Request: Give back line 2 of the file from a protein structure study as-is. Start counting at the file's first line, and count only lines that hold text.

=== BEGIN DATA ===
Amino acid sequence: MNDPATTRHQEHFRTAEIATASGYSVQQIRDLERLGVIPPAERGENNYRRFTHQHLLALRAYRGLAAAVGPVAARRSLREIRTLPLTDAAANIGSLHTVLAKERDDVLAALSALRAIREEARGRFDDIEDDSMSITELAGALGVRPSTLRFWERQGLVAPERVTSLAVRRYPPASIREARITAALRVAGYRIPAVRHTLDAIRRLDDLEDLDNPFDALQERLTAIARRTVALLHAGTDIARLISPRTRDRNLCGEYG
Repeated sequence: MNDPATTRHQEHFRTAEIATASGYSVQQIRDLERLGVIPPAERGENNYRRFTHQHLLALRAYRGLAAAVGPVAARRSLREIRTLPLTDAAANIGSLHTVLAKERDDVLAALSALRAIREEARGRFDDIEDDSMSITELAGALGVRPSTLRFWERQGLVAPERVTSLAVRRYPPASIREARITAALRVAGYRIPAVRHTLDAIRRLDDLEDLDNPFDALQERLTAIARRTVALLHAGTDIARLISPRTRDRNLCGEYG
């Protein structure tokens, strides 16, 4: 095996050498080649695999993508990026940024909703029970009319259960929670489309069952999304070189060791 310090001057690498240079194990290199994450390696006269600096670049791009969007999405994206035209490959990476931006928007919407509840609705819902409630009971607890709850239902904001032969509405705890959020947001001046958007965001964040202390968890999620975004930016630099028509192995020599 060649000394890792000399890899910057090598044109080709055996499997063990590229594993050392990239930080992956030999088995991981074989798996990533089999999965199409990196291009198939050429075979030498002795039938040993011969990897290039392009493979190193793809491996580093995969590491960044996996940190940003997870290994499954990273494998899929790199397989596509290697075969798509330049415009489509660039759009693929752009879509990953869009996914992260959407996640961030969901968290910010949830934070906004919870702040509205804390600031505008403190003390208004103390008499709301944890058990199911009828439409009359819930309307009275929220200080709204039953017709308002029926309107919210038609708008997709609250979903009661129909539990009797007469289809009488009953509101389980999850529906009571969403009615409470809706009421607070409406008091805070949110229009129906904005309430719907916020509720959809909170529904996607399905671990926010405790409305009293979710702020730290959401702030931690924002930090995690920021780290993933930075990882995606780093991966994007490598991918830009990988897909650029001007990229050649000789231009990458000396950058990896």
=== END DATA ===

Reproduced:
Repeated sequence: MNDPATTRHQEHFRTAEIATASGYSVQQIRDLERLGVIPPAERGENNYRRFTHQHLLALRAYRGLAAAVGPVAARRSLREIRTLPLTDAAANIGSLHTVLAKERDDVLAALSALRAIREEARGRFDDIEDDSMSITELAGALGVRPSTLRFWERQGLVAPERVTSLAVRRYPPASIREARITAALRVAGYRIPAVRHTLDAIRRLDDLEDLDNPFDALQERLTAIARRTVALLHAGTDIARLISPRTRDRNLCGEYG